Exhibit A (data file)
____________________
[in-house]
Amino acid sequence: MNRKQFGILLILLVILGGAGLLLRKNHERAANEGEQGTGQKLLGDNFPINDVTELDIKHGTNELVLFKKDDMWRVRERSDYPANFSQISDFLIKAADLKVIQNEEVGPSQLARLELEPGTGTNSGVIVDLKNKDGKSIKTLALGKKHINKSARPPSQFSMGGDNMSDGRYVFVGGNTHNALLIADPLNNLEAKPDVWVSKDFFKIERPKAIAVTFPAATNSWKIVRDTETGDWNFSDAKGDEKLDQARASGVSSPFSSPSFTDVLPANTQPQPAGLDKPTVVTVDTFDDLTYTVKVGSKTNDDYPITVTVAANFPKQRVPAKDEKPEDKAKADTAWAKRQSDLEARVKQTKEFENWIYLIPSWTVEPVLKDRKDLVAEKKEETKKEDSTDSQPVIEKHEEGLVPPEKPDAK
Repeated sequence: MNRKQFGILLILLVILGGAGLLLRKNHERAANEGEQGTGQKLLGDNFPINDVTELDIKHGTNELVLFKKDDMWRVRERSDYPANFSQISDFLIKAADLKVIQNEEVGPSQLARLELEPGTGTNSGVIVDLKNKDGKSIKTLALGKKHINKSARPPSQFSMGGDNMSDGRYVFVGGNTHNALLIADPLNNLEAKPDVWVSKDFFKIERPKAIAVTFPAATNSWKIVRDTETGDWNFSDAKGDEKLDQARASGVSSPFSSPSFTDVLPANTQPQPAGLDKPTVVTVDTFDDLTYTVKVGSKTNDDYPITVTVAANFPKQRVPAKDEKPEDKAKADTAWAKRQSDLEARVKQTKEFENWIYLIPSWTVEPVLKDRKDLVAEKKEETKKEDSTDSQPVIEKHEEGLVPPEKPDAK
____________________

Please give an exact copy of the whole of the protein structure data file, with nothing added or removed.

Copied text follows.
[in-house]
Amino acid sequence: MNRKQFGILLILLVILGGAGLLLRKNHERAANEGEQGTGQKLLGDNFPINDVTELDIKHGTNELVLFKKDDMWRVRERSDYPANFSQISDFLIKAADLKVIQNEEVGPSQLARLELEPGTGTNSGVIVDLKNKDGKSIKTLALGKKHINKSARPPSQFSMGGDNMSDGRYVFVGGNTHNALLIADPLNNLEAKPDVWVSKDFFKIERPKAIAVTFPAATNSWKIVRDTETGDWNFSDAKGDEKLDQARASGVSSPFSSPSFTDVLPANTQPQPAGLDKPTVVTVDTFDDLTYTVKVGSKTNDDYPITVTVAANFPKQRVPAKDEKPEDKAKADTAWAKRQSDLEARVKQTKEFENWIYLIPSWTVEPVLKDRKDLVAEKKEETKKEDSTDSQPVIEKHEEGLVPPEKPDAK
Repeated sequence: MNRKQFGILLILLVILGGAGLLLRKNHERAANEGEQGTGQKLLGDNFPINDVTELDIKHGTNELVLFKKDDMWRVRERSDYPANFSQISDFLIKAADLKVIQNEEVGPSQLARLELEPGTGTNSGVIVDLKNKDGKSIKTLALGKKHINKSARPPSQFSMGGDNMSDGRYVFVGGNTHNALLIADPLNNLEAKPDVWVSKDFFKIERPKAIAVTFPAATNSWKIVRDTETGDWNFSDAKGDEKLDQARASGVSSPFSSPSFTDVLPANTQPQPAGLDKPTVVTVDTFDDLTYTVKVGSKTNDDYPITVTVAANFPKQRVPAKDEKPEDKAKADTAWAKRQSDLEARVKQTKEFENWIYLIPSWTVEPVLKDRKDLVAEKKEETKKEDSTDSQPVIEKHEEGLVPPEKPDAK